Negotiation of the Trans-Pacific Partnership continues 

The Trans-Pacific Partnership (TPP) is a free trade agreement being negotiated by 12 Pacific Rim nations, including Australia, Japan, Malaysia, New Zealand, Singapore and the United States. China and South Korea have both indicated their interest in joining the TPP. The 12 TPP nations represent around 40% of global GDP and one third of world trade.  The TPP is intended to be a comprehensive trade agreement which covers all aspects of commercial relations including intellectual property (IP), investment and competition.  

Most of the negotiations and draft provisions are confidential but some chapters of the draft TPP have been released on Wikileaks, including the IP Chapter which we reported on in our Year in Review 2014.  

Leaked Investment Chapter

On 25 March 2015, Wikileaks released the draft Investment Chapter.  The terms of the draft Investment Chapter are very similar to the 2012 US Model Bilateral Investment Treaty (US Model BIT).  The draft Investment Chapter consists of Section A and Section B.    

Section A sets out various definitions, including the definition of "investor" and "investment", the scope and coverage of the chapter and the investment protections granted.  "Investor" and "investment" are broadly defined.  The chapter applies to covered investments made by investors of another Party.  Each State Party's obligations apply to measures by central, regional or local governments and authorities and any person that exercised government authority such as a state enterprise. 

The investment protections included in Section A are:

  • minimum standard of treatment including fair and equitable treatment and full protection and security;
  • national treatment;
  • most favoured nation treatment (though it does not apply to the dispute resolution procedures in the Chapter); and
  • no expropriation without compensation.  

Section B sets out the investor-state dispute settlement provisions (ISDS). These provisions give an investor of one of the TPP States the right to bring a claim in international arbitration against another TPP State in which it has made an investment. The claim is for any actions attributable to the TPP State that are in breach of the investment protections in Section A of the TPP. For a further explanation of ISDS under the TPP see here.   

Australia does not appear to have objected to Section A of the Investment Chapter.  However, a footnote to Section B states that Section B (which includes the ISDS provisions) does not apply to Australia or an investor of Australia.  As there is no similar exclusion for any of the other negotiating States, it appears that Australia is the only State that hads not yet agreed to the ISDS provisions.  The footnote also states that the "deletion of footnote is subject to certain conditions", which may indicate that Australia may be prepared to agree to ISDS as part of an overall negotiation of the TPP.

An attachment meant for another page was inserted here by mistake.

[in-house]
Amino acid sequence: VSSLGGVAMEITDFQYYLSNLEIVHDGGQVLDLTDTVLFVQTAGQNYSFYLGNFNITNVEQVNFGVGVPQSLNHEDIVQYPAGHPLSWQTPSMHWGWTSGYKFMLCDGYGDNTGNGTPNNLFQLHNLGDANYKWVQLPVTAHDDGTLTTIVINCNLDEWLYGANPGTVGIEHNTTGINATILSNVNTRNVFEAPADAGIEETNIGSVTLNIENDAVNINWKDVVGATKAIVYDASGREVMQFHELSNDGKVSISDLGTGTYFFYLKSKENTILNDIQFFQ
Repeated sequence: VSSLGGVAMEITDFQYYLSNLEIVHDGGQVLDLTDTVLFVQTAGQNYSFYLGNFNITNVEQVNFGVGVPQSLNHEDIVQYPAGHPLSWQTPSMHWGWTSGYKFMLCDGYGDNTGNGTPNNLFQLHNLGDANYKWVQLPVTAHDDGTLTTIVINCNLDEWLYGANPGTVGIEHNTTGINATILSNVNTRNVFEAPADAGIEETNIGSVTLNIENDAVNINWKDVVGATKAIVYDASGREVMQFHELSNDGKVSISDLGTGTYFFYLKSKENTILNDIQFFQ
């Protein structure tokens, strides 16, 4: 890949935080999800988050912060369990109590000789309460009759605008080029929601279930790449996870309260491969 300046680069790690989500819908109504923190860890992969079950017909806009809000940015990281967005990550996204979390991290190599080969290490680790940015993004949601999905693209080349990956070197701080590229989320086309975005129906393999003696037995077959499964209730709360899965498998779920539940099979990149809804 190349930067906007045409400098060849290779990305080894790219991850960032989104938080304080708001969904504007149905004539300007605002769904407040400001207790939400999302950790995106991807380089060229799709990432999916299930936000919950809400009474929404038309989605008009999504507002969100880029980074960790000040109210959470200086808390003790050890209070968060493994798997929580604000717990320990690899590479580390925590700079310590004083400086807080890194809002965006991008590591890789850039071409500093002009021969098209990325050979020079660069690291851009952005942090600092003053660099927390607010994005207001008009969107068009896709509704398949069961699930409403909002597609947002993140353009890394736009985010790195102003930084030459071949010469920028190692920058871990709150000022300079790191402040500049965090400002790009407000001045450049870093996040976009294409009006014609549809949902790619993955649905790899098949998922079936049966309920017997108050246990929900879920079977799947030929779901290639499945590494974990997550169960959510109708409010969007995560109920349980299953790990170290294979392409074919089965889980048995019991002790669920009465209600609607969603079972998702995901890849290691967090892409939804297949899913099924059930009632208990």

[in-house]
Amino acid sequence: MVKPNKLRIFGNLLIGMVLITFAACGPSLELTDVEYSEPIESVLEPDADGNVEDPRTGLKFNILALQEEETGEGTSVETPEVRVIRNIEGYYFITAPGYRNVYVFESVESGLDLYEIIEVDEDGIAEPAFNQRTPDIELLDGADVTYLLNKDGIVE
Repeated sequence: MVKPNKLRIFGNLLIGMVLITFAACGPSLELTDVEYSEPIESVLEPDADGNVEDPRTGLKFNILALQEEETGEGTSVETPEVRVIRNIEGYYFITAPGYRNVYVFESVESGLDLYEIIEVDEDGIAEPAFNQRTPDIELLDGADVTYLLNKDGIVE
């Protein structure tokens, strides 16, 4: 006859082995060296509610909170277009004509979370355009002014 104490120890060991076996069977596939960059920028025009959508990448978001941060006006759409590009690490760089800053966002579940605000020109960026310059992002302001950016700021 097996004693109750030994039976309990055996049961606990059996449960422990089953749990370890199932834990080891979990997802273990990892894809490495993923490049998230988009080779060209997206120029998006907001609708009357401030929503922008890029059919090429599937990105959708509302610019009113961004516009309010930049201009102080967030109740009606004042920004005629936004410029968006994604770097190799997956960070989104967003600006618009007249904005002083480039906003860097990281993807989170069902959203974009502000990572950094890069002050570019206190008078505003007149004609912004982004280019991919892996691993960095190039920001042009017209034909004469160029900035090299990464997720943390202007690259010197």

Leaked Transparency Annex

On 10 June 2015, Wikileaks released a revised version of the draft Transparency Annex relating to Pharmaceutical Products and Medical Devices.  The draft is very similar to Annex 2-C of the Australia-US Free Trade Agreement.   

The draft Transparency Annex sets out agreed principles to facilitate high-quality healthcare and continued improvements in public health, including:

  • the importance of protecting and promoting public health and the important role played by pharmaceutical products and medical devices;
  • the importance of research and development;
  • the need to promote timely and affordable access to pharmaceutical products and medical devices through transparent, expeditious and accountable procedures; and
  • the need to recognize the value of pharmaceutical products and medical devices through the operation of competitive markets or through procedures that appropriately value the objectively demonstrated therapeutic significance of a pharmaceutical produce or medical device. 

Each Party must ensure procedural fairness with respect to the listing of new pharmaceutical products or medical devices for reimbursement purposes under national health care programs operated by national health care authorities.  This means that Australia must:

  • ensure applications for products to be added to the Pharmaceuticals Benefits Scheme (PBS) are considered by the Pharmaceutical Benefits Advisory Committee (PBAC) within a specified timeframe;
  • publish the procedural rules and guiding principles that govern the PBAC's consideration of those applications;
  • provide an applicant with an opportunity to provide comments to the PBAC during the process;
  • provide an applicant with a detailed explanation of the PBAC's consideration of the application; and
  • provide a review process where the PBAC recommends that a pharmaceutical product has not been added to the PBS.

The Transparency Annex also provides for the type of information manufacturers can disseminate about their medicines to health care professionals and consumers through their internet site.  The Annex also provides for consultations between the TPP Parties.  Notably, the dispute settlement procedures between States do not apply to this Annex.    

Patents under the TPP